Last month we brought you the first part of the hugely popular Cold War Steve/Birmingham Museum and Art Gallery collaboration. Today, we’re excited to present the second (and final) part of the commission on The Social Gathering. This consists of two never before seen CWS collages which feature characters from notable Pre-Raphaelite works in Birmingham Museum’s collection. The new artworks are part of the project with Birmingham Museums Trust, which previously saw the artist reveal Benny’s Babbies – a hugely detailed collage celebrating Birmingham and its people – on this site in April.

Christopher Spencer (aka Cold War Steve) said: ‘Oh, I’m sure that the Pre-Raphaelite Brotherhood would be very dismissive of my creations! Birmingham Museum and Art Gallery has one of the finest collections of Pre-Raphaelite paintings in the world. Having unlimited access to them in this way through their Digital Image Resource and to be able to ‘Cold War Steve’ them was very rewarding.’

We’re also delighted to present a new piece of writing in response to Chris’ work from Kirsty Stonell Walker – Pre-Raphaelite art historian and author of ‘Pre-Raphaelite Girl Gang’. 

Poor Steve McFadden. We’ve all been there, having an existentialist crisis aboard the Number 23 bus, but luckily for him Hope is there to comfort him, and a good job too.  Chatterton has had a bit of a turn on the seat in front and that couple from the ‘Last of England’ are moodily ignoring each other and everyone else across from them.  The blind girl and her sister are keeping themselves entertained, even though those two girls from ‘The Travelling Companions’ have hogged the back seat. Typical. Written in the condensation on the windows is ‘Photomontage isn’t art PRB’.  Now, I wonder if the Pre-Raphaelite Brotherhood (the PRB) really would have been that dismissive?  Yes, well, probably. They were all arrogant young men who dismissed anything that wasn’t art like theirs as being ‘slosh’ and nonsense, but you could argue that Cold War Steve, in his art is reflecting exactly the same things that inspired the PRB.

Remember what influential art critic and champion of the Pre-Raphaelites, John Ruskin said? No, not ‘Put that away Madam!’, but the principal job of an artist is ‘truth to nature’, that true art should reflect the reality we see around us.  While those figures are not literally people on the bus – although I do think I’ve seen many a Chatterton on a late train home – we recognise the types immediately.  Those two teen girls hogging the back of the bus, an older sister taking her younger sister off to do a bit of shopping in the Bullring, not to mention that couple who are definitely going through something and have the aura of grim determination about them – we’ve seen them all on our travels.  Steve McFadden is lucky to have Hope at his shoulder, comforting him, because I’m sure we’ve all needed her help at some point, especially these days.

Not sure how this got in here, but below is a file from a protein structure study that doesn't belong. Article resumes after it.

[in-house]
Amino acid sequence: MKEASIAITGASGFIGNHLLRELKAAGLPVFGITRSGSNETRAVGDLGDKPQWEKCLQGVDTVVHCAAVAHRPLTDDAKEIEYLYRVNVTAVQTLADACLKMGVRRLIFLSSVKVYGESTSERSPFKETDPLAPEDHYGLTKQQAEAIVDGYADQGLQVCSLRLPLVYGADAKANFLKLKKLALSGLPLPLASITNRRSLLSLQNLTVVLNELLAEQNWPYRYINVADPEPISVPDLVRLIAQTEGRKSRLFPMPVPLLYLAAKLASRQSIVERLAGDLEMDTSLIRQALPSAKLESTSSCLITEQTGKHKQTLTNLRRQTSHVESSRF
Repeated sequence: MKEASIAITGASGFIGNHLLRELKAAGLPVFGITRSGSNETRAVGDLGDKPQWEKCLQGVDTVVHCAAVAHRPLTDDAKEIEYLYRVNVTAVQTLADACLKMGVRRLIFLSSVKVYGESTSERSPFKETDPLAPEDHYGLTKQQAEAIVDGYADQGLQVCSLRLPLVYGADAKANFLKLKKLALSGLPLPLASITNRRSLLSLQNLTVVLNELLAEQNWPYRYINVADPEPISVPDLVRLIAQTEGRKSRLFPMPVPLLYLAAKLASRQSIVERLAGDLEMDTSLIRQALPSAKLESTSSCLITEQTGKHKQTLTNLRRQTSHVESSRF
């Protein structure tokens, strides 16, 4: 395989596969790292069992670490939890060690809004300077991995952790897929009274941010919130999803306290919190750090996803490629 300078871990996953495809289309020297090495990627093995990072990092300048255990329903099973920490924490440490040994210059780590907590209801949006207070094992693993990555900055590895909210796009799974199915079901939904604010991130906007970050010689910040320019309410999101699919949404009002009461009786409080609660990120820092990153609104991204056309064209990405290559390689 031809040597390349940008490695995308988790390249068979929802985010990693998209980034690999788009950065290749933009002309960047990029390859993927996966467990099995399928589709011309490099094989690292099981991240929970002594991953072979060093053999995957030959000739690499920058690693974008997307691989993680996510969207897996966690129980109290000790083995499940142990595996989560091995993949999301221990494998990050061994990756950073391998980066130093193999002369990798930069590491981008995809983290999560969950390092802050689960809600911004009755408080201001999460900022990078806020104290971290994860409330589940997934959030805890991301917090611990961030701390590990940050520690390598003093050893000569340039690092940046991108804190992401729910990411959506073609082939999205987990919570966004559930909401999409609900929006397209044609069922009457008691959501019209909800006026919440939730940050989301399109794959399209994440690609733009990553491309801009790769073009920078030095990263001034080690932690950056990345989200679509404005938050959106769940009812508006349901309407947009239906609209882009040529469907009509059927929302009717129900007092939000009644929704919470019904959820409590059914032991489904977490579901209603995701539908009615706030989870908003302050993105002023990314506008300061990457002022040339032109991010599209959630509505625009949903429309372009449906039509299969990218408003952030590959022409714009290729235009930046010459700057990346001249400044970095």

As for Byam Shaw’s young lady, averting her eyes from the man-tragedy happening behind her, I’m sure we can all empathise with her. A year ago everything was a damn sight nicer than it is right now, or at least in retrospect it certainly feels like it was.  Concerns like Brexit, the Royals and the such like don’t really feel uppermost in our minds in the face of a global pandemic, and really all it boils down to is how much we trust those who are in charge of us.  The girl is right to look worried as the fine specimen of manhood who lead the world to frolic about on the riverbank.  You know she will never un-see some of the things she has witnessed there.  Good heavens.

I am delighted that these works have been created because it shows that my beloved Pre-Raphaelites still have a relevant voice that can comment on our lives and present predicaments.  Although someone has written ‘Photomontage isn’t art’ on the window, when they were starting out the PRB weren’t considered legitimate art either.  Critics like Charles Dickens made great capital in saying how odd and unpleasant their work was, and their use of real people was revolutionary and unsettling to the viewers used to seeing idealised figures.  By putting those figures on a bus heading for Birmingham city centre, alongside the personification of ‘everyman’ Steve McFadden, Cold War Steve is continuing this tradition.  Rather than being at odds with Pre-Raphaelitism, Cold War Steve is the newest Brother, bringing pathos and beauty – as well as humour – to our modern life and troubles.


Words: Kirsty Stonell Walker

Images: Cold War Steve